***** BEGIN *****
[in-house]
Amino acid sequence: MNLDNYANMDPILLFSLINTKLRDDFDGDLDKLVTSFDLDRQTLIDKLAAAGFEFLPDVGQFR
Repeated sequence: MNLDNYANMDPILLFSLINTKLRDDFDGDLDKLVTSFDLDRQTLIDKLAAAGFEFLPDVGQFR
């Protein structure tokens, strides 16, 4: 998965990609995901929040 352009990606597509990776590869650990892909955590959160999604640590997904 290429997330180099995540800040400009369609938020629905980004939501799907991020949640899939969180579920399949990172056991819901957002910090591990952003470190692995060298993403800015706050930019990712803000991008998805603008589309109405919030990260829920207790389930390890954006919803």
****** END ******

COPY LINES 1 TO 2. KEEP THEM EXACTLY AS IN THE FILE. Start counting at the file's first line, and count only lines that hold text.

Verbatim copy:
[in-house]
Amino acid sequence: MNLDNYANMDPILLFSLINTKLRDDFDGDLDKLVTSFDLDRQTLIDKLAAAGFEFLPDVGQFR